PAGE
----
Finnish Heritage Museum to mark anniversary, Finland’s 100 years of independence at dinner

The Finnish Heritage Museum in Fairport Harbor Village has an anniversary dinner planned to mark its 15 years of existence, along with 100 years of Finnish independence.

The celebration dinner is scheduled from 6 to 9 p.m. Monday at Zion Lutheran Church , 508 Eagle St. in Fairport Harbor Village - writes herald.com.

Finnish Heritage Museum President Lasse Hiltunen said the dinner isn’t just to commemorate the museum, its 15 years of existence and 10 years in its physical location at 301 High St.

It’s also part of the northern European nation’s 365-day 100th birthday party.

“Our celebration dinner on Oct. 9 at 6 p.m. at the Zion Lutheran Church will continue our yearlong celebration of Finland’s 100th, FHM’s 15th birth year, and the 10th anniversary of the grand opening of the museum building,” Hiltunen wrote in an Oct. 5 e-mail exchange.

Although the museum’s concept has been alive and well among area Finns for some 15 years now, its occupancy at the building and its accoutrements on the corner of High and Third streets has cemented its influence throughout Lake County and certainly to Finns around the world as a cultural asset to people of all nationalities, Hiltunen said.

“The physical museum at 301 High St. has become a marker for a number of reasons,” he writes. “First, the museum has become a repository of many culturally and historically significant items and wonderful displays demonstrating a healthy slice of ‘Finnishness.’ Secondly, the building, complete with its exquisite aluminum sculpture called ‘The Spirit of Finland,’ reminds the community at large that the Finns played a significant part in Fairport’s history.

“Many people have remarked that the sculpture, bathed at night in blue light, is hauntingly beautiful. It is not unusual to see visitors taking pictures of the building or moving closer up to take pictures with the sculpture in the background. It is a magnetic draw.”

The museum has been celebrating its own birthday, along with Finland’s, all year long with special performances , open-houses and even its very own commemorative pictorial postmark .

Hiltunen said he expects the museum to continue to experience growth, thanks to its dedicated membership.

“FHM will continue to grow and flourish because the dedicated volunteers love to contribute to a living institution,” he writes. “Our genealogical department, affectionately known as the Genies, have grown that family historical collection from a start of 24 families to thousands, easily filling many, many cabinet drawers with genealogical data all cross referenced.”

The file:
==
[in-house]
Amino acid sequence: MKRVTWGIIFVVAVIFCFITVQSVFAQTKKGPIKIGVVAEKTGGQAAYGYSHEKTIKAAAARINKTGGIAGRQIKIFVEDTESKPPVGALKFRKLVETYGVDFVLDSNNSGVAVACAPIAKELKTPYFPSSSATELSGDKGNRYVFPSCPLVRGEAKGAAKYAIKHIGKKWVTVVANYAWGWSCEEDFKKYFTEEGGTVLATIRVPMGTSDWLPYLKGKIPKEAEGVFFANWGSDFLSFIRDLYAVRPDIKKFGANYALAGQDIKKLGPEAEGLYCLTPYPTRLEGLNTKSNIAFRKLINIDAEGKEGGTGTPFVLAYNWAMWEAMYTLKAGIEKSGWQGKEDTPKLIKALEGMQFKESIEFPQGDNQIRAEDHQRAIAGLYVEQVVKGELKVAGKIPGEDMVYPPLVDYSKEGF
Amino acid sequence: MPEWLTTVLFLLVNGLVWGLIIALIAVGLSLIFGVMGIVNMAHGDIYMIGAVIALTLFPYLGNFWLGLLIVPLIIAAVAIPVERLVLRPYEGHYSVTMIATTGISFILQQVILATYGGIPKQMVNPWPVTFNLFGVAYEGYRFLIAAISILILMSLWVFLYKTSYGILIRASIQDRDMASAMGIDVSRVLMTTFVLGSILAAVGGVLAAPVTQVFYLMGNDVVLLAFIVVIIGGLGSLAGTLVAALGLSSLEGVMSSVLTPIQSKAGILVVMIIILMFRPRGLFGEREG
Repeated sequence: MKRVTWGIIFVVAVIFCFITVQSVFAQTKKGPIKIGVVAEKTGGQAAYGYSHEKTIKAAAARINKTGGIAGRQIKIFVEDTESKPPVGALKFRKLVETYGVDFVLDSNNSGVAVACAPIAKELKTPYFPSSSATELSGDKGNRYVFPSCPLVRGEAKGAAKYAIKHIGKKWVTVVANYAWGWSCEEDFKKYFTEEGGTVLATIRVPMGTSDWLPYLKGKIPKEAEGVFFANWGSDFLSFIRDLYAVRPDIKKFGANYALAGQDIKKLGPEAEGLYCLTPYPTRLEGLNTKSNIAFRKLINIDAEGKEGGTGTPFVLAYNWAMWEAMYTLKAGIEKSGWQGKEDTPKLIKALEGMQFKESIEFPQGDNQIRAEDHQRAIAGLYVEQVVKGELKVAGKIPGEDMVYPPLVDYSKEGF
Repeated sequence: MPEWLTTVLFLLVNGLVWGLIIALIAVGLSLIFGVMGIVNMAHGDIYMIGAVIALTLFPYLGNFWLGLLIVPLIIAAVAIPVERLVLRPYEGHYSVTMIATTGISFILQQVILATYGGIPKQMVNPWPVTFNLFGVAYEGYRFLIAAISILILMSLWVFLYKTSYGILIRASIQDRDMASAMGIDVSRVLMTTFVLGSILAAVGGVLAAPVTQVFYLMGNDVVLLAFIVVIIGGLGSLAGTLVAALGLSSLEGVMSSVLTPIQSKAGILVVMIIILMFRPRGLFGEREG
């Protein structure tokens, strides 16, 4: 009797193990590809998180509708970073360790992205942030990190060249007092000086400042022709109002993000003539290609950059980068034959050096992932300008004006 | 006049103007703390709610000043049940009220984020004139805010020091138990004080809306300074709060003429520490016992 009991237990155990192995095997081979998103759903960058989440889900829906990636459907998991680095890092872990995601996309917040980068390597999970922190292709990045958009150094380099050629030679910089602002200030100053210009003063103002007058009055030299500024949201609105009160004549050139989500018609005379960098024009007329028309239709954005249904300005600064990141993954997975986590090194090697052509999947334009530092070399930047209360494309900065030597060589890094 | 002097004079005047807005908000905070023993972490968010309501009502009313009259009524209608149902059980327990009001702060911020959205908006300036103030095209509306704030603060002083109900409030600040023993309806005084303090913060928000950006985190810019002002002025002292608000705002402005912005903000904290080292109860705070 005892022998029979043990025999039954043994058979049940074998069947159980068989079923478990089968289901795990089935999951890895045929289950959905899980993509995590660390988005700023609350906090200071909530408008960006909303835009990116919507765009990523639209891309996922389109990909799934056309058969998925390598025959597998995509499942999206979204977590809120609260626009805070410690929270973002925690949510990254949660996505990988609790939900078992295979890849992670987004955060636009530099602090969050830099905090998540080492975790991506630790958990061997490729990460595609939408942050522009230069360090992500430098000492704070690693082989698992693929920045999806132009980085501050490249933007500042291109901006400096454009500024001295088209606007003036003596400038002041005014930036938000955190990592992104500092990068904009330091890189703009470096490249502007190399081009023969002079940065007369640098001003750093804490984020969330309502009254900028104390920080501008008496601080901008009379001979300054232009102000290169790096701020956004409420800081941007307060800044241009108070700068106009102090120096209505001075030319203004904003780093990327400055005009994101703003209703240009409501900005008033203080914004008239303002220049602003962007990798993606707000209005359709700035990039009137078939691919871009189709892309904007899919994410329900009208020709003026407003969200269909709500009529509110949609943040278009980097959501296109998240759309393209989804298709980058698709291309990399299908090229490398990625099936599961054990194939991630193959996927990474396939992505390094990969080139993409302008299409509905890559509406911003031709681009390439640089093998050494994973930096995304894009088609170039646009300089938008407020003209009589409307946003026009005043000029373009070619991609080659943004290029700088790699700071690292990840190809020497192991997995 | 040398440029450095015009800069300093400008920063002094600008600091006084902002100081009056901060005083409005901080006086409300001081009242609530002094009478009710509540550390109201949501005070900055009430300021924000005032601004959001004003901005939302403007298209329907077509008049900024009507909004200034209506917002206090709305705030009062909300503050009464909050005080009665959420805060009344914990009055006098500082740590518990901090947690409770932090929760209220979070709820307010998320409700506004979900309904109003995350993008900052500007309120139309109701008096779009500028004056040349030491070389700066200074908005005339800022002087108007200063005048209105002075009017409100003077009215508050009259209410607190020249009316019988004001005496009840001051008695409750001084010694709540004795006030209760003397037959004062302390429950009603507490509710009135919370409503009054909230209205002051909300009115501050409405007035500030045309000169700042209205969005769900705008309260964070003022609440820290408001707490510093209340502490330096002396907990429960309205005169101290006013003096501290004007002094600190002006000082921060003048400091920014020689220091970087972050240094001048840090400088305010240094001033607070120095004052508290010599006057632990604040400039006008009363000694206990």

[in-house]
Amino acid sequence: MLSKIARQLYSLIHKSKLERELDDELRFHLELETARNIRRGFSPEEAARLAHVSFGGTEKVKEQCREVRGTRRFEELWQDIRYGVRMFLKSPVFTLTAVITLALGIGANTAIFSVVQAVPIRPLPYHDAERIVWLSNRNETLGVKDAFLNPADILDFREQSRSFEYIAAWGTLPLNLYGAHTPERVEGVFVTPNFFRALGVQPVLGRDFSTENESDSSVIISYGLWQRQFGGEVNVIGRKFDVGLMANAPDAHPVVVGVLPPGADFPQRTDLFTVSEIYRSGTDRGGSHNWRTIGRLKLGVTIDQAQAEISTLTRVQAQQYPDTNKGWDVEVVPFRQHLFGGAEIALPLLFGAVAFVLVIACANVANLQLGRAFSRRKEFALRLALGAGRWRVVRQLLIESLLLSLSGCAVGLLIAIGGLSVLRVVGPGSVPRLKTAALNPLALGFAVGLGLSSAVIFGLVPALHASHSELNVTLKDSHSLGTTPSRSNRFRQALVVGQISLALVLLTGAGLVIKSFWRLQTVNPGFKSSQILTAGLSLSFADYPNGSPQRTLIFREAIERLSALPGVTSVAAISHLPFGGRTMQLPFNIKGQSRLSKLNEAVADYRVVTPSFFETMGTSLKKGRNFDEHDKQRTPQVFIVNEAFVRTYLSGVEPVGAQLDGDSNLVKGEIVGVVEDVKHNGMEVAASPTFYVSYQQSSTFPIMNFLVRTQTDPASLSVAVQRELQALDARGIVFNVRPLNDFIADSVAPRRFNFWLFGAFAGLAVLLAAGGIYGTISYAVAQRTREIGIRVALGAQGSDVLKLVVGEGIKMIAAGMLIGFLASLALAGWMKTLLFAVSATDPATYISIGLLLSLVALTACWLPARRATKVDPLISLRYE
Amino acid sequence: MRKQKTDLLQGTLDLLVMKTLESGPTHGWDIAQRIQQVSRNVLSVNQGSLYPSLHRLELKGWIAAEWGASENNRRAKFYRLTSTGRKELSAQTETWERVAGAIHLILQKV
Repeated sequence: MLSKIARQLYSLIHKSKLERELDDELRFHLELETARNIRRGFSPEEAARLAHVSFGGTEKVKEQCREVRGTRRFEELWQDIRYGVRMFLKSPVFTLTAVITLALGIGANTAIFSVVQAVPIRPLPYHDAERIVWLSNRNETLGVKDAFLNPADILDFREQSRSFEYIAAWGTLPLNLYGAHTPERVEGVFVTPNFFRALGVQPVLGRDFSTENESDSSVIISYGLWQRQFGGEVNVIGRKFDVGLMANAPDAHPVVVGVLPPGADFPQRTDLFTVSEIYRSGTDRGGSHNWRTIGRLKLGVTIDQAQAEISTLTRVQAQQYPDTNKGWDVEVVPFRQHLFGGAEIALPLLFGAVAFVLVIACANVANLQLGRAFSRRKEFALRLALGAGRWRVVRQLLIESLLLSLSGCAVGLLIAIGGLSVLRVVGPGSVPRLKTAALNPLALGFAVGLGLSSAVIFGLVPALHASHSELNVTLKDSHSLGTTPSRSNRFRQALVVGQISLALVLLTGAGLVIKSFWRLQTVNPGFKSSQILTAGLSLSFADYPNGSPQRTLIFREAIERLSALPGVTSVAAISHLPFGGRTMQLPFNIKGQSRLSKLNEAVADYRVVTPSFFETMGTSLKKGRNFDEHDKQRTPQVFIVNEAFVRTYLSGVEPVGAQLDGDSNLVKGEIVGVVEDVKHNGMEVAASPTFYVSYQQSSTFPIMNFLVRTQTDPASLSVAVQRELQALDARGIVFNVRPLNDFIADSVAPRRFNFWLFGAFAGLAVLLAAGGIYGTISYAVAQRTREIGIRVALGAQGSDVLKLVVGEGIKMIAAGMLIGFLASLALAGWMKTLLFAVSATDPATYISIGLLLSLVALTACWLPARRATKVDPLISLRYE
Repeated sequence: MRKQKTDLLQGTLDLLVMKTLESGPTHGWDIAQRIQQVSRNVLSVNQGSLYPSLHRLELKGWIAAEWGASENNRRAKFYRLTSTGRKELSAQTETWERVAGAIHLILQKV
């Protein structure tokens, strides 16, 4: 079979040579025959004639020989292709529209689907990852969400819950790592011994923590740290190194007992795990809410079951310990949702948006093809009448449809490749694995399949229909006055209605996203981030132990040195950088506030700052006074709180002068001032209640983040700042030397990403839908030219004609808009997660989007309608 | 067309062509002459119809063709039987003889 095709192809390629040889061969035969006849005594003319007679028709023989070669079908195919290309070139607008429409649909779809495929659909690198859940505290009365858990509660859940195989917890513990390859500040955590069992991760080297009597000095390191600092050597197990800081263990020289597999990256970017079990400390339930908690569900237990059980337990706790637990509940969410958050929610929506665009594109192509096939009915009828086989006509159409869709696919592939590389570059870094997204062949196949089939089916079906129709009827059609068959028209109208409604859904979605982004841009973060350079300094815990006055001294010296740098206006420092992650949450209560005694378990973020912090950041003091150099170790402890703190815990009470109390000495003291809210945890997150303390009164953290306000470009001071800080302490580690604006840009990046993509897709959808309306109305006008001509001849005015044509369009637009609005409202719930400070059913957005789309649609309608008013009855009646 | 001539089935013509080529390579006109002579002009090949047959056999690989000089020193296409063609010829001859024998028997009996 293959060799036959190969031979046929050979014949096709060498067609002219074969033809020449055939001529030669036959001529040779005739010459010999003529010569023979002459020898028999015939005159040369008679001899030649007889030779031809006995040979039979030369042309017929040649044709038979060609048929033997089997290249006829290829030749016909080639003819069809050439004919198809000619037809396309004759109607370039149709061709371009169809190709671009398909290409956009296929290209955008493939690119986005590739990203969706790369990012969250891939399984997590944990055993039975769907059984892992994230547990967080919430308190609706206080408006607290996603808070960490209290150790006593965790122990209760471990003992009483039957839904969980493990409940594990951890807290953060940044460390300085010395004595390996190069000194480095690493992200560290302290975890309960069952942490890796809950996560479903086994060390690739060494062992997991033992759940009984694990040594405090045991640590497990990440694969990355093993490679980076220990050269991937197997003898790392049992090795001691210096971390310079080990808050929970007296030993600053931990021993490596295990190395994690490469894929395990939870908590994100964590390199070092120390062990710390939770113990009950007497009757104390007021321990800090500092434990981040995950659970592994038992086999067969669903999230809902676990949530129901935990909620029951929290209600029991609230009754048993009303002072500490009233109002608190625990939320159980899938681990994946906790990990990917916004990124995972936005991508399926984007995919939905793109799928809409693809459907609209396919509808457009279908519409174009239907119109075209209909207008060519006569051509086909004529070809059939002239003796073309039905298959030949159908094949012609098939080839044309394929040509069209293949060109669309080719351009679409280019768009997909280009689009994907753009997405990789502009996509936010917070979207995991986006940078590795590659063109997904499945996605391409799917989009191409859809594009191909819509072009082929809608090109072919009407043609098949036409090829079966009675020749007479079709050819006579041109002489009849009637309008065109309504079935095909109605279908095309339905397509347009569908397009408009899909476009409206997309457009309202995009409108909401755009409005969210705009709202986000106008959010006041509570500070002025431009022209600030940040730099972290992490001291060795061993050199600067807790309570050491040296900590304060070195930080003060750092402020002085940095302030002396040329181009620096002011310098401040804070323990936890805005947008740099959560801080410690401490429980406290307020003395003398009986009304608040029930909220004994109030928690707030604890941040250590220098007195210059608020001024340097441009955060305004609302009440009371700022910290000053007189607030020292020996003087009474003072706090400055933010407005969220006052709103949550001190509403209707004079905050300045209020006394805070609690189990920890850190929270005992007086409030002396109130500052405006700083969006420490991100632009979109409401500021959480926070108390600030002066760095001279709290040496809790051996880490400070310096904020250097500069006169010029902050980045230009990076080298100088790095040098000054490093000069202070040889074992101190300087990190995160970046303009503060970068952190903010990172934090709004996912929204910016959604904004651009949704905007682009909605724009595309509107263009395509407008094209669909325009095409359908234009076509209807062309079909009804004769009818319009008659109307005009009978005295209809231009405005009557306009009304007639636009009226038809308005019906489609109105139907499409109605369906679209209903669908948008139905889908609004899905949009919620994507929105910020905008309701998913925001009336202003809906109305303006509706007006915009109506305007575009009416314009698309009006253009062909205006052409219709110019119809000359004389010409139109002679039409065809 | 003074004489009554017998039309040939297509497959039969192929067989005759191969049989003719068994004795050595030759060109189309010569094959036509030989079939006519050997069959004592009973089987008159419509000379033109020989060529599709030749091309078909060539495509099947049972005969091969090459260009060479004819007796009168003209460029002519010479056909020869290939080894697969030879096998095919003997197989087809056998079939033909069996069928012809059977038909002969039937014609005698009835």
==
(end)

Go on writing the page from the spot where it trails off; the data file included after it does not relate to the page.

He added that the plot just outside of the building, itself, has become an extension of its presence in the village.

“Also, the land to the south of the building, which was simply a plot of land with a few picnic tables, has now become ‘Finn Hollow Park,’ ” his email reads.

He said he’s happy to see the museum’s growth over the years and is especially proud of some of its most recent accomplishments.

“Having been associated with FHM for the last 14 years as an officer and member, I have witnessed the museum grow in membership, in activity, and most assuredly in community stature. When it first began, its membership was barely in double digits, but now it has passed the 350 mark and continues to grow,” he writes. “Our in-house programs have become more sophisticated and interesting. We also have taken part in stage productions — two of them — and finished up this year with Dancing Fairport , accessible on YouTube under that title . It was just one of the events we produced this year marking our 2017 celebratory year.”

He said if there’s anything he wants people unfamiliar with the museum to know, it’s that it’s open to everyone, not just people of Finnish descent.

“You do not have to be a Finn to visit,” he writes. “In fact, if that is an issue, we will tag you with a Finnish name so you can be comfortable. More likely than not, your new name will probably have ‘maki’ as a suffix. Stop in for good Finnish coffee; we have our own brand, freshly ground. We also have a gift shop.”

Read more news of Helsinki on our site.

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